Superannuation is an arrangement which people in Australia make to enable them to have funds in retirement. These arrangements are government supported and encouraged and minimum provisions are compulsory for employees.

In 1992, the Government developed a scheme to address Australia’s ageing population issue and introduced superannuation guarantee - essentially forced retirement savings to assist with the strain of paying pensions to the ageing generation.

Superannuation is essentially long term savings for retirement and it is generally linked with an individual’s employment. The government make it compulsory that employers make a contribution on their employees’ behalf if they earn more than $450 per month. 

This contribution is calculated on your gross salary and is currently 9.25 per cent (which is set to increase to 12 per cent by 2020). These amounts cannot go into your ordinary bank account and MUST go into an approved and regulated superannuation fund. 

There are two types of contributions to superannuation:

1. Concessional Contributions, which includes:

  • Employer contributions – 9.25 per cent of employees gross salary
  • Salary Sacrifice contributions from before tax earnings

Personal contributions made by a self-employed person for which they are entitled to a tax deduction.

2. Non-concessional contributions – personal contributions made with after tax earnings that do not attract a personal tax deduction

Superannuation funds offer significant tax concessions, and for this reason the amount an individual can contribute to their super is capped each financial year. The maximum tax rate payable in a complying superannuation fund is 15 per cent on income and net capital gains.

In July 2002, the government introduced ‘co-contribution’ measures. The measures encourage individuals within a certain taxable income bracket to make non concessional contributions to their super fund, as the government would then also contribute to their fund on their behalf on a sliding scale based on the amount contributed and taxable income of the individual.

There are very specific rules which govern the operation of a superannuation fund and they are highly regulated by ATO, ASIC or APRA depending on the super product.

The tight regulation surrounding superannuation fund operation is to protect the individual’s savings for retirement. The maximum tax rate payable in a complying superannuation fund is 15 per cent. A complying superannuation fund is one which abides by the relevant laws set out in the SIS Legislation.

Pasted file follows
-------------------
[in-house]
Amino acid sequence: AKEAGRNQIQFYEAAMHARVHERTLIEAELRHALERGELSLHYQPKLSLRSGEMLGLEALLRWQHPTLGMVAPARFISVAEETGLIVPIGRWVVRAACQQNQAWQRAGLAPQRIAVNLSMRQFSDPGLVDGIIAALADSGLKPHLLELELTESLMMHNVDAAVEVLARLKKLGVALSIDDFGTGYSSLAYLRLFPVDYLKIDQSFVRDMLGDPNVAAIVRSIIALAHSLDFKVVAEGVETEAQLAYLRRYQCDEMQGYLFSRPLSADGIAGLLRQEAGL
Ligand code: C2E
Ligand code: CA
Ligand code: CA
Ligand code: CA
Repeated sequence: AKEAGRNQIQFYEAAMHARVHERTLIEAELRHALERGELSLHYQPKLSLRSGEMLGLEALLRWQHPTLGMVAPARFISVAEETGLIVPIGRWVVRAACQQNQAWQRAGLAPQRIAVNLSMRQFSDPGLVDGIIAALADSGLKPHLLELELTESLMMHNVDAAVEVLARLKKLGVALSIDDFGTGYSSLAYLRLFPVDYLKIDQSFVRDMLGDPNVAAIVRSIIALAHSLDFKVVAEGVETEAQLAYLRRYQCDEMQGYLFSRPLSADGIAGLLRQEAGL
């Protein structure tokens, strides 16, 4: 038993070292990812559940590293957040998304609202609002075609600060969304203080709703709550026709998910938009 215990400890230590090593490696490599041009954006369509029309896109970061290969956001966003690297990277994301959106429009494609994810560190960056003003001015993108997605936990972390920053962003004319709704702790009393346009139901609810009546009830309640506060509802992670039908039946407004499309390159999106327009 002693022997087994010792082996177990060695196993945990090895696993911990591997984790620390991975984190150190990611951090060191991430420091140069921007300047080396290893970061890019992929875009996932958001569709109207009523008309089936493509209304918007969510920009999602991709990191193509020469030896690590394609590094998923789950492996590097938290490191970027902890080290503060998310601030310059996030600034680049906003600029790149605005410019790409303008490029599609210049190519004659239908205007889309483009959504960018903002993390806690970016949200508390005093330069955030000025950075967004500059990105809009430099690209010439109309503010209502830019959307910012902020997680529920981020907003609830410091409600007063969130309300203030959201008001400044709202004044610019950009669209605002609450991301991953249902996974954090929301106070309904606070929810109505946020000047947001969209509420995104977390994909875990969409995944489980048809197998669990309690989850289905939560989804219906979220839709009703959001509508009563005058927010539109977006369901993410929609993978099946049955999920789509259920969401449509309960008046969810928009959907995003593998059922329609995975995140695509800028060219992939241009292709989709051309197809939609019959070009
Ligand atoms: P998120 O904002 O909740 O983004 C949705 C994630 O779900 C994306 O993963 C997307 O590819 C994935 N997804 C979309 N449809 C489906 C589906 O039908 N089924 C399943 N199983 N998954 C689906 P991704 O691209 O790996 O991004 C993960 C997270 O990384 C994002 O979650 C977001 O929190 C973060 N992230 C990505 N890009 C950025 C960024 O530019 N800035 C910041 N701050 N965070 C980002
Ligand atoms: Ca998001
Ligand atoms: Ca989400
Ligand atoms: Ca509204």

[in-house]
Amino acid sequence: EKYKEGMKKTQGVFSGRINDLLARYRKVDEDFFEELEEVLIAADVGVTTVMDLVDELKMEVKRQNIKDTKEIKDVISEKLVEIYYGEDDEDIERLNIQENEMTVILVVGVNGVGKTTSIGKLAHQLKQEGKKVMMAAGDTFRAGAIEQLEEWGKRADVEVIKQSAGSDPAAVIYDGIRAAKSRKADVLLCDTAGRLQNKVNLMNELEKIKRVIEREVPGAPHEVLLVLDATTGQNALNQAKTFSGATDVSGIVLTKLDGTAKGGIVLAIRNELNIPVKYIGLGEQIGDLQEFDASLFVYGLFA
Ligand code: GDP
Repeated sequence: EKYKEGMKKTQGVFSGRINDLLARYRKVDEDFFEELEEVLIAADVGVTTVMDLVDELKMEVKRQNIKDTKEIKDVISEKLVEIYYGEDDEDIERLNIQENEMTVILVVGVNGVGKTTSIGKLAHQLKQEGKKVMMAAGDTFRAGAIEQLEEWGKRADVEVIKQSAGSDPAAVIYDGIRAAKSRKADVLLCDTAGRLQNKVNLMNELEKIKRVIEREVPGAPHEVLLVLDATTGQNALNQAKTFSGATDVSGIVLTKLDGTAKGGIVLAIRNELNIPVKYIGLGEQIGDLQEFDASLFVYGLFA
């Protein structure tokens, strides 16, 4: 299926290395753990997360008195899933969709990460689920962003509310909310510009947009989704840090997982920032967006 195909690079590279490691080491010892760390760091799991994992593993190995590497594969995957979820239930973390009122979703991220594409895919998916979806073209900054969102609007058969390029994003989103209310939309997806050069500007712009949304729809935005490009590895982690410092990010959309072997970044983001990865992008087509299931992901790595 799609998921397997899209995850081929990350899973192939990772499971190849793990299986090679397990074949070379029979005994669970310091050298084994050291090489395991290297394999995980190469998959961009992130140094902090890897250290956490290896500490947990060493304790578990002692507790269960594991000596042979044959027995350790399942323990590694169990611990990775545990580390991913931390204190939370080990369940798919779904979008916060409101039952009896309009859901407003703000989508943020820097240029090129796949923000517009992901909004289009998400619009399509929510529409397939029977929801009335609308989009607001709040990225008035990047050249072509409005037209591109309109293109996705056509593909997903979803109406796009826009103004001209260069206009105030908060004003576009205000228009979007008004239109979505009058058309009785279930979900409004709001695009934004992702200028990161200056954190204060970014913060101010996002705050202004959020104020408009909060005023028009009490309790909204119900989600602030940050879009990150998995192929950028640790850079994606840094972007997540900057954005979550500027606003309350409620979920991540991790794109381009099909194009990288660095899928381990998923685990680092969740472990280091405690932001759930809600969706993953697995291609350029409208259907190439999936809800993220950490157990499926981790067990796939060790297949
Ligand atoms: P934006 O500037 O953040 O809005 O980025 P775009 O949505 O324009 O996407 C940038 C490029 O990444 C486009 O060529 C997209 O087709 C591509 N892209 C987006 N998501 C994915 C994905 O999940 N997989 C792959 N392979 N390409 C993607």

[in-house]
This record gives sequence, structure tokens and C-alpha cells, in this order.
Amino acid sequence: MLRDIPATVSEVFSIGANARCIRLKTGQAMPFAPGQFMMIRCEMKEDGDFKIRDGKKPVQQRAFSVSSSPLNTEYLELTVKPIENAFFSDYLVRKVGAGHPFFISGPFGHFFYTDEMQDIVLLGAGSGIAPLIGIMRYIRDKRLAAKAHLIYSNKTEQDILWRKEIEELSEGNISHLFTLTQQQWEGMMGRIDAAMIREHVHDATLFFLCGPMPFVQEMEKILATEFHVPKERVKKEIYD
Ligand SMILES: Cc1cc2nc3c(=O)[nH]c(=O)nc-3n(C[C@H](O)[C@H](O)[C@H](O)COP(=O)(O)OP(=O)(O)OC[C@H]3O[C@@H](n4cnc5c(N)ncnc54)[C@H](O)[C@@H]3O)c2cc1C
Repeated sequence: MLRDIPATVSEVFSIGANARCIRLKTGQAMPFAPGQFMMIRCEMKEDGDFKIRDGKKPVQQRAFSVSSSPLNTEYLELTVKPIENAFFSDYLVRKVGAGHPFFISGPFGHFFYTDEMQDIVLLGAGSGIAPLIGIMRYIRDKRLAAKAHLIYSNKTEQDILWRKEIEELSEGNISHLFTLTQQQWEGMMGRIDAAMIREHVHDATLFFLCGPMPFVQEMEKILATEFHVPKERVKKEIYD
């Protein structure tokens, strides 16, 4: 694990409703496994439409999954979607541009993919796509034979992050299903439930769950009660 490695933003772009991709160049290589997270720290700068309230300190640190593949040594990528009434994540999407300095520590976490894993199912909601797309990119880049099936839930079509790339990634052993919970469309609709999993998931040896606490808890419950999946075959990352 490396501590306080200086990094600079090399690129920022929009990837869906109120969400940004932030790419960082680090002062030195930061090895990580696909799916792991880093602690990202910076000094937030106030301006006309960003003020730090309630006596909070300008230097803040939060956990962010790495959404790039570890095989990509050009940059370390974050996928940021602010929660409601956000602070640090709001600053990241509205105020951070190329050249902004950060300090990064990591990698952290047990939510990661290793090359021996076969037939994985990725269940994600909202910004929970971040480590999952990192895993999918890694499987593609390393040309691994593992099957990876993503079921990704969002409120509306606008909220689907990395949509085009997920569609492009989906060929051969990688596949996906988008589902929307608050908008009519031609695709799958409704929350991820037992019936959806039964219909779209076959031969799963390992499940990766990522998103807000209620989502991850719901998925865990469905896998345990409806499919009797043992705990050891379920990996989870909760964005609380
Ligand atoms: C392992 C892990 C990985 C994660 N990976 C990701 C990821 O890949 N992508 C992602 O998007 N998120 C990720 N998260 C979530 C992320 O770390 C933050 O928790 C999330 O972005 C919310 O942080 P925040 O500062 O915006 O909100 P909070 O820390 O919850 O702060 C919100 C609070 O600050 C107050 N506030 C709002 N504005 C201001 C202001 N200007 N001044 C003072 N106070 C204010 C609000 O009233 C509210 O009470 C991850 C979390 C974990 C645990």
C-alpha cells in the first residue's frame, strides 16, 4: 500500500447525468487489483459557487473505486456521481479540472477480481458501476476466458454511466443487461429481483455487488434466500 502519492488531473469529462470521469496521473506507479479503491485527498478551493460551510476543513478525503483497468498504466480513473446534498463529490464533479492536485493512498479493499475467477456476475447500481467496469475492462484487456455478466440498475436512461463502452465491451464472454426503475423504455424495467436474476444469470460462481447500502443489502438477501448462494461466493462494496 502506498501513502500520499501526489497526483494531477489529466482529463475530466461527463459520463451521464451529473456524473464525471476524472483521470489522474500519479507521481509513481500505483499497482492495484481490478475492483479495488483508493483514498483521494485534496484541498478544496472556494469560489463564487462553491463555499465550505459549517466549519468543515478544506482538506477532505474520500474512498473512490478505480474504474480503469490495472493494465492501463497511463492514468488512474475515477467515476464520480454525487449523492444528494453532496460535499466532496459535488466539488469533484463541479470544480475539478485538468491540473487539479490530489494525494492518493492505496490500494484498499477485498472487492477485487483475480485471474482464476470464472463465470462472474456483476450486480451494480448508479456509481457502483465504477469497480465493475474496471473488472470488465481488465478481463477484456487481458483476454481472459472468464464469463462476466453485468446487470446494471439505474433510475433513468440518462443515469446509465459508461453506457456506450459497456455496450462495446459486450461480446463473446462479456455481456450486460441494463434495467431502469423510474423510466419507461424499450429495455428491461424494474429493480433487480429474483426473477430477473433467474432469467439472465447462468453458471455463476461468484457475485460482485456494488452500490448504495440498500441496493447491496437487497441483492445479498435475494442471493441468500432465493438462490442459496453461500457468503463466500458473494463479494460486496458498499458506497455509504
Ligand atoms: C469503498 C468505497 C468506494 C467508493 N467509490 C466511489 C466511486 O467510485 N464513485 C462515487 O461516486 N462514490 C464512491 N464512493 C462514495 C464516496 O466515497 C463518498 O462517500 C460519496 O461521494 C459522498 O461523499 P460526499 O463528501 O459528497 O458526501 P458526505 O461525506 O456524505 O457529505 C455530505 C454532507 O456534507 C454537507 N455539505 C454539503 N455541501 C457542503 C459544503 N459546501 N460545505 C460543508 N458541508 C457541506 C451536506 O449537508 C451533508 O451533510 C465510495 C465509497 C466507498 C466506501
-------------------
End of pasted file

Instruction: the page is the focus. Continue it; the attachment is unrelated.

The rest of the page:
The rules regarding access to superannuation monies is the same no matter what super vehicle you use. A condition of release must be met (such as retirement), or you must have reached preservation age to be able to commence a transition to retirement pension.

Types of Super Funds

There are a number of different options available when it comes to choosing a type of superannuation fund and not all of them suit everyone so special care should be taken to ensure you have one that fulfils your superannuation needs. Each one has its advantages and disadvantages so it is important to understand these when making a final decision.  

There are seven main types of superannuation funds:

  • Industry Funds are multi-employer funds run by employer associations and/or unions. Unlike Retail/Wholesale funds they are run solely for the benefit of members as there are no shareholders.
  • Wholesale Master Trusts are multi-employer funds run by financial institutions for groups of employees. These are also classified as Retail funds by APRA.
  • Retail Master Trusts/Wrap platforms are funds run by financial institutions for individuals.
  • Employer Stand-alone Funds are funds established by employers for their employees. Each fund has its own trust structure that is not necessarily shared by other employers.
  • Self Managed Superannuation Funds (SMSFs or Do-It-Yourself Funds) are funds established for a small number of individuals (up to 4 members) and regulated by the Australian Taxation Office. Generally the Trustees of the fund are the fund members (where there is a Corporate Trustee, the members are the directors of that company).  This is now the largest segment of the superannuation industry by value.
  • Small APRA Funds (SAFs) are funds established for a small number of individuals (fewer than 5) but unlike SMSFs the Trustee is an Approved Trustee, not the member/s, and the funds are regulated by APRA. This structure is often used for members who want control of their superannuation investments but are unable or unwilling to meet the requirements of Trusteeship of an SMSF.
  • Public Sector Employees Funds are funds established by governments for their employees.

It’s fair to say a significant number of Australians don’t know much about superannuation, nor do they consider their superannuation as an asset. With superannuation being the second largest asset for many (next to the family home), it’s time people consider understanding this investment vehicle and the ways to maximise it. 

Olivia Long